Why Stopping Siloed Attacks is No Longer Enough
By Erik Randall, Security Engineer, Exabeam
Gone are the days of smash-and-grab cyberattacks: Cybercrimes are now sophisticated sequences that take place over hours or days. Resolving the attack sequences requires SOC analysts to see the complete picture. But far too many security analysts responsible for triaging events lack the understanding and tools to give them proper situational awareness to the activities of modern attacks.
Seeing the Whole Attack Chain and Destroying the Evidence
With so many alerts to handle, Tier 1 SOC Analysts need to pick the most severe cases to deal with first and get to the others when they have time. These “triage specialists” must balance volume, judgment on the severity, and like any position, performance metrics. Performance is often measured in ticket resolution rates and the median time to response (MTTR), so there is pressure to resolve quickly.
Many SOCs provide their Tier 1 analysts with runbooks—a set of standard procedures for resolving common incidents. While theoretically prudent, runbooks can have a detrimental impact: while they often aid in resolving a particular alert, they can also end up destroying evidence that might be needed to investigate a more serious security incident.
Analysts typically take action against discrete Indicators of Compromise (IoCs) then close the ticket and move on. But an attacker is not done once the machine is infected with malware; that’s just a foothold toward larger goals.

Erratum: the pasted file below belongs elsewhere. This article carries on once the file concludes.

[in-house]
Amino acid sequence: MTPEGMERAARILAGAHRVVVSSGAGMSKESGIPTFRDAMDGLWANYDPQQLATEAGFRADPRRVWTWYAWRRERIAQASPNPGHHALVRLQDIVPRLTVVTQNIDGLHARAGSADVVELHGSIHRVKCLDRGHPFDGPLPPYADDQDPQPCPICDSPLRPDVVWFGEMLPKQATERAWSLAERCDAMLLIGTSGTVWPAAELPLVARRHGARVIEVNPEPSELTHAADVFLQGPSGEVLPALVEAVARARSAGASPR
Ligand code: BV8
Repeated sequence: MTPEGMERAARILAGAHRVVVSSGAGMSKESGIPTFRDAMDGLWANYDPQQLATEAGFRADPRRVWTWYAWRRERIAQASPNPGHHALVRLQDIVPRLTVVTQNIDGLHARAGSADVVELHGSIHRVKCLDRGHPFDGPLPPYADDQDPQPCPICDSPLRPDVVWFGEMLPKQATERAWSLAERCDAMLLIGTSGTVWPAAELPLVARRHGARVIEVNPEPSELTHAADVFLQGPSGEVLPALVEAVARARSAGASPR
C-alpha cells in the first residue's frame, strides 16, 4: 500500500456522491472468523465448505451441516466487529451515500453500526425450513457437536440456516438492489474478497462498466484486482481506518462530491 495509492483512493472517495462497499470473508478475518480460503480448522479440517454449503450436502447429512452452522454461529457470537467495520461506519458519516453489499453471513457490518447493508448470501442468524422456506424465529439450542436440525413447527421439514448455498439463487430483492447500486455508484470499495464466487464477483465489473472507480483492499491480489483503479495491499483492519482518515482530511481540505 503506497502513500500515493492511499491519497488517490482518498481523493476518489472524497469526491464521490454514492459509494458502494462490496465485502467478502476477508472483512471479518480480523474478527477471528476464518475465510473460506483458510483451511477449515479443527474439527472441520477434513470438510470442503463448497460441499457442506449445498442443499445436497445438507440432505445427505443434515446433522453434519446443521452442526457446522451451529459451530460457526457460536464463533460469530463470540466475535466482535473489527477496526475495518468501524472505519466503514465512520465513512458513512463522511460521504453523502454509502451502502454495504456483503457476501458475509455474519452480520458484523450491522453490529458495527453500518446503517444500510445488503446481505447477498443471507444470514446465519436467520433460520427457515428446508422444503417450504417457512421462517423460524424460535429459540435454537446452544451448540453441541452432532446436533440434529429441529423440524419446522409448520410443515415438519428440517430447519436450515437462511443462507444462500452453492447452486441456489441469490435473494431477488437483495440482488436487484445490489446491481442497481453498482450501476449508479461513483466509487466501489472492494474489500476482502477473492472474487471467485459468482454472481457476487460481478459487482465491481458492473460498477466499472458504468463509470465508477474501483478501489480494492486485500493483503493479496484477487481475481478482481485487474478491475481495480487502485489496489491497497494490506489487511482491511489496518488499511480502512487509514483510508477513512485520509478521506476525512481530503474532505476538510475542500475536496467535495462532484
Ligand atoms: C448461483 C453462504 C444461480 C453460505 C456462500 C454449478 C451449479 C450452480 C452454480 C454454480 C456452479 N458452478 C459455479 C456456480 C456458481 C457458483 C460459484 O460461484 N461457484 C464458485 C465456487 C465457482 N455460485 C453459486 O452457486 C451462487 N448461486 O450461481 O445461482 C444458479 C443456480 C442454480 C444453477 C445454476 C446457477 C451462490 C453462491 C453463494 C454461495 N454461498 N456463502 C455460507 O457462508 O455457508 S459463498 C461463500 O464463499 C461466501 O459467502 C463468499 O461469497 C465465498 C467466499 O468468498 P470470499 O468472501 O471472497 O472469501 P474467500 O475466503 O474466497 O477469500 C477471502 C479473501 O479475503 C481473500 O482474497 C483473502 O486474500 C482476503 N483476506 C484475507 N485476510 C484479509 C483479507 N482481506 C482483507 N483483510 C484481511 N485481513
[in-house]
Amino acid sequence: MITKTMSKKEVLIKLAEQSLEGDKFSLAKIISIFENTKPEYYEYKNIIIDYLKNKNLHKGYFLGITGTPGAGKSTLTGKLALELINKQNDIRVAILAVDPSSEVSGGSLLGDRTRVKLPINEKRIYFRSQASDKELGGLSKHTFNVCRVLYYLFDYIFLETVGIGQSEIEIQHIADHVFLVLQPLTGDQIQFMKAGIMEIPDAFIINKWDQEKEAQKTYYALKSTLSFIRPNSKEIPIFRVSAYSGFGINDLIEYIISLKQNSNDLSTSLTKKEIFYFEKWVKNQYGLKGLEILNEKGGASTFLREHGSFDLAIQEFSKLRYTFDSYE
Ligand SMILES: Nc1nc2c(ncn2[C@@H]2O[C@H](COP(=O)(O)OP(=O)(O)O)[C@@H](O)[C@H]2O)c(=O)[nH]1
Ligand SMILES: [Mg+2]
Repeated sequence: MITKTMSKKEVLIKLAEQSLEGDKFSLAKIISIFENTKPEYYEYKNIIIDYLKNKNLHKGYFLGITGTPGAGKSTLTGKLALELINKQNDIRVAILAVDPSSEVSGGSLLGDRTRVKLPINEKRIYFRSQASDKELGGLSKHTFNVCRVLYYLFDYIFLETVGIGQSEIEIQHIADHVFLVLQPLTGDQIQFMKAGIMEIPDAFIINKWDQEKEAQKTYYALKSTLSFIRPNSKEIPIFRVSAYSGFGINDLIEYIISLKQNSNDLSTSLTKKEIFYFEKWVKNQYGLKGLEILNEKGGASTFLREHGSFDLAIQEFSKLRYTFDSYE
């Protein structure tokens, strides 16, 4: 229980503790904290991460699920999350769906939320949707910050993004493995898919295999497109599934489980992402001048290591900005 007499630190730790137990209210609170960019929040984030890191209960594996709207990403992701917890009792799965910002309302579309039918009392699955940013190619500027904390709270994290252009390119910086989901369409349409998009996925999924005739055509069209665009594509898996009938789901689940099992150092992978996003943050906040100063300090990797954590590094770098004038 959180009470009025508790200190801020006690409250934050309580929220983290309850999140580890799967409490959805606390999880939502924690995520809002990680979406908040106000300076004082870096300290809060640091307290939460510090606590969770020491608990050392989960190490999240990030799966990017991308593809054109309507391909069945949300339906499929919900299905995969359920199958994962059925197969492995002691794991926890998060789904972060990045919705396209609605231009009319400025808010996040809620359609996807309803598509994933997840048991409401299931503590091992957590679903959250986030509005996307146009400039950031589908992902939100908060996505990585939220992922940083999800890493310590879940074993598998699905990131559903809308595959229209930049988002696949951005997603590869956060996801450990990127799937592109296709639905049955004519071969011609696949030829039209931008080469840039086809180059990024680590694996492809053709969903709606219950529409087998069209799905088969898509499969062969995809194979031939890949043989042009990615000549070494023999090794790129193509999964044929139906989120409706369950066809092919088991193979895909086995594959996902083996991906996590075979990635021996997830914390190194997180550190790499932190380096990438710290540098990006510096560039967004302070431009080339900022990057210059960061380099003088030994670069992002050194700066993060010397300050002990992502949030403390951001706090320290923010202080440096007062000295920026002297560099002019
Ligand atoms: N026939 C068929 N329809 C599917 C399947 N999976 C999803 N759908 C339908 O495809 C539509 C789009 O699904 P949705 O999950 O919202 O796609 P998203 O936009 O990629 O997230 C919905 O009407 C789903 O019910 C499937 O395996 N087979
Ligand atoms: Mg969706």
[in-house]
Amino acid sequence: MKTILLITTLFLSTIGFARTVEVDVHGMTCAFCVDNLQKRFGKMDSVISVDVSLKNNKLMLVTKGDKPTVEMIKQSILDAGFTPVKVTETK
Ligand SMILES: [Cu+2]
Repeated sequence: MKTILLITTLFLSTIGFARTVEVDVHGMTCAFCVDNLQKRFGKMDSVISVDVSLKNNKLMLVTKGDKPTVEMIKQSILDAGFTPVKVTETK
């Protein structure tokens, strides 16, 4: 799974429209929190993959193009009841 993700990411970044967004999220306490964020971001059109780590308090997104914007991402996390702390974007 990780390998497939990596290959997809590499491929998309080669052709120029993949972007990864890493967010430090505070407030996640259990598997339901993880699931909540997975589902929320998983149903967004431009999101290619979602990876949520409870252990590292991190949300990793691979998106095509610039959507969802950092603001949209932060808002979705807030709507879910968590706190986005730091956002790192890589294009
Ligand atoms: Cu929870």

Think of a laptop infected with malware. A common SOC runbook procedure is to remove the threat by re-imaging the machine. Threat removed. MTTR low. But while the threat is gone, so too are all the artifacts that would have helped a Tier 2 or Tier 3 analyst find the source of the attack. You might even go so far as to say the analyst is helping the attacker by deleting all the evidence for them!
Uncovering a Compromised Insider
Imagine this scenario: An attacker wants to steal the source code for a new product from the leader in the market. They’re going to compromise the machine of an engineer inside the company’s network and use that as a jumping off point to search the network and find code repositories with product software.
Thanks to a new framework from MITRE called ATT&CK, we can realistically detail the techniques an attacker might use to pull it off.
First, the attacker sets up a watering hole attack, knowing that an engineer at the target organization is likely to visit the website of an upcoming user conference. Once the engineer visits the website (Drive-by Compromise), the malicious code on the webpage is triggered and executed by the browser of the engineer’s machine. At this point, the attacker achieves code execution (User Execution) to gain a foothold on the targeted machine.
After this initial execution, the attacker then covers their tracks by deleting a portion of the malware on the system (File Deletion), in an attempt to avoid detection.
Now that the attacker controls the machine, they locate an SMB share that may contain the desired data (Discovery). As it turns out, the desired data requires privileged credentials, so the attacker escalates privileges to gain access to a user account with administrator credentials (Lateral Movement). Now the attacker can access the file share and copy over the sensitive data.